Not Ready for Real Life: Fond Memories of a Global Pandemic


real lifeHere are the things my family did this week, a summer week of 2021: two different day camps, in different towns, with different drop-off and pick-up times; two different work schedules, in three different towns, with days and times that change every week; one orthodontist appointment; one swim lesson; one visit to NYC; one OBGYN appointment; three playdates; two BBQs; two birthday parties. Back to real life. 

Here are the things my family did this same week, one year ago: played board games, went to the beach, read books, taught the kids to ride bikes, gardened, family movie night, made pasta from scratch, painted outside, created ninja courses, built LEGOs, ate dinner outside as a family every night, went for a hike, made slime.

I know I’m in the minority, but a small (decent-sized), secret (not so much) part of me misses “social distancing.” Sometimes even longs for it. Was it hard to go to work without childcare? Yes. Was it scary to try to protect ourselves from a virus that was still so unknown? Definitely. But the truth is, I wouldn’t trade those months for anything.

As someone who has struggled with anxiety for most of my life, I would have thought that a global pandemic would really make it soar. But as it turns out, my anxiety has never been lower than it was last summer. I went to bed every night at peace. At peace that I didn’t have to worry about whether I had packed all the right things for camp/school the following day. At peace that we didn’t have to be anywhere at any specific time the next day. At peace that my children would be home the following day; whether that was with my husband or my parents or my sister or with me, it was a place where I knew they were safe and loved always.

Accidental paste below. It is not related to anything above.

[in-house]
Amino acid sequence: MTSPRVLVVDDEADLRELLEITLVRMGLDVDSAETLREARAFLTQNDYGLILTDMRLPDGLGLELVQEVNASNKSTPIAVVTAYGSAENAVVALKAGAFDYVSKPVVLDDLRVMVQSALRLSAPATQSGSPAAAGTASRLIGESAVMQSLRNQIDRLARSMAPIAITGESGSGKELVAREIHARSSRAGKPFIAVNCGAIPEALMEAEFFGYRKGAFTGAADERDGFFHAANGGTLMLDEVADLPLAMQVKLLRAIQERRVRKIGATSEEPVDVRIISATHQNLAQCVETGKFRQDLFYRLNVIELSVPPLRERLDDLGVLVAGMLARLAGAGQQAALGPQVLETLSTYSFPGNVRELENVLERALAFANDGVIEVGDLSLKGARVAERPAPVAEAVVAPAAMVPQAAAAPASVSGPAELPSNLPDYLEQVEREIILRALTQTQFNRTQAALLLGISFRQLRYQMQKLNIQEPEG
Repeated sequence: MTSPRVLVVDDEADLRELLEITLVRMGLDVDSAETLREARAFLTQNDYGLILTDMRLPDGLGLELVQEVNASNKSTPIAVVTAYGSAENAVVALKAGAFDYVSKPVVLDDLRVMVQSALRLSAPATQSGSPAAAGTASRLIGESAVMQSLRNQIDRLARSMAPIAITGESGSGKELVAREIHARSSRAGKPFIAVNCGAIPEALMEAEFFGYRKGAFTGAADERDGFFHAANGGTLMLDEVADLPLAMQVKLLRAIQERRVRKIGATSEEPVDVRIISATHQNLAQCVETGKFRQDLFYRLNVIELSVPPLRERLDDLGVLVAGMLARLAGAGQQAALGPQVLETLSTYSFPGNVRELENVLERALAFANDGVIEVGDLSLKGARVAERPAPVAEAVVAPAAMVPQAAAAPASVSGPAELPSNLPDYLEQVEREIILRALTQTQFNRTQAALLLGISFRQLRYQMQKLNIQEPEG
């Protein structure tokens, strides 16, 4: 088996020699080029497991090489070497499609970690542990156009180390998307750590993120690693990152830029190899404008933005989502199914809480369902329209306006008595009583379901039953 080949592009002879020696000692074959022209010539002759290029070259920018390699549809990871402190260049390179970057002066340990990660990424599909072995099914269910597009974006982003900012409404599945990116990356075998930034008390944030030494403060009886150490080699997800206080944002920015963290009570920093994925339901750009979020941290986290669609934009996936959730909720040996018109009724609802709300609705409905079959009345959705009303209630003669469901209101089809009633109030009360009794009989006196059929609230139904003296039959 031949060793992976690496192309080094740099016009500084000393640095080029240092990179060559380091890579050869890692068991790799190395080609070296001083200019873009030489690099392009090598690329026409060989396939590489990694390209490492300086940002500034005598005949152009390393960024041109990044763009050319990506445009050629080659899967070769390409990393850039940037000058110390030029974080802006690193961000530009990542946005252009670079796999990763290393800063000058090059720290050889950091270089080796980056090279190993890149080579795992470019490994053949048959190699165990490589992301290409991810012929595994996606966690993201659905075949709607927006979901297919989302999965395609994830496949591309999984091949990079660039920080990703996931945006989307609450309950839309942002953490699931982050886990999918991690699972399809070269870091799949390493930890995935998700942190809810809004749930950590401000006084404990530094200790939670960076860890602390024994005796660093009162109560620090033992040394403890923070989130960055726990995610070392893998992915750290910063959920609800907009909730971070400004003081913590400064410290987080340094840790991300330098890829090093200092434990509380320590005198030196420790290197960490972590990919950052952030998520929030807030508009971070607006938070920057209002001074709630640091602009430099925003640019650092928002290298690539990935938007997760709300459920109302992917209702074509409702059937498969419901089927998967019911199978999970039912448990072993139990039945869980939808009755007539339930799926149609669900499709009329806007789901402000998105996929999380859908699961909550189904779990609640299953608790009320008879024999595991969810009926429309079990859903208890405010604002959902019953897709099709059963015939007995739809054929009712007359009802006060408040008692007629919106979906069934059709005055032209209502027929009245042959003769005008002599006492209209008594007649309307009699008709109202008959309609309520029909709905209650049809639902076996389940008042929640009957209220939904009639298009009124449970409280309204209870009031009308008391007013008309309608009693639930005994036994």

It turns out that this – real life – is what gives me anxiety. There are endless schedules and to-do lists at all times. I worry about where my kids are, who they’re with, what they’re doing, how they’re feeling. Do they have all the right things? Are their caretakers kind and patient and responsible? Are they getting along with their peers? Will someone forget to pick them up? Will I forget to pick them up? Will they be able to advocate for themselves? Will they eat their vegetables? What if they fall and get hurt? What if they need me?

Of course, these have been the worries of parents for all of the time. The difference is that I got a year off from them. I saw what it was like on the other side. Now we’re all just expected to jump back into reality head-first as if it never happened, and I don’t know if I can. I don’t know if I’m ready.

We are so lucky to have family and friends we want to spend time with, jobs we like, and enriching and fun opportunities for our kids. But I think my mid-year resolution (not a real thing, but go with it) is this: sometimes say ‘no.’ Carve out downtime. Don’t overschedule. Play hooky.

Are any parents out there able to transition back to real life? What does that look like in your family?


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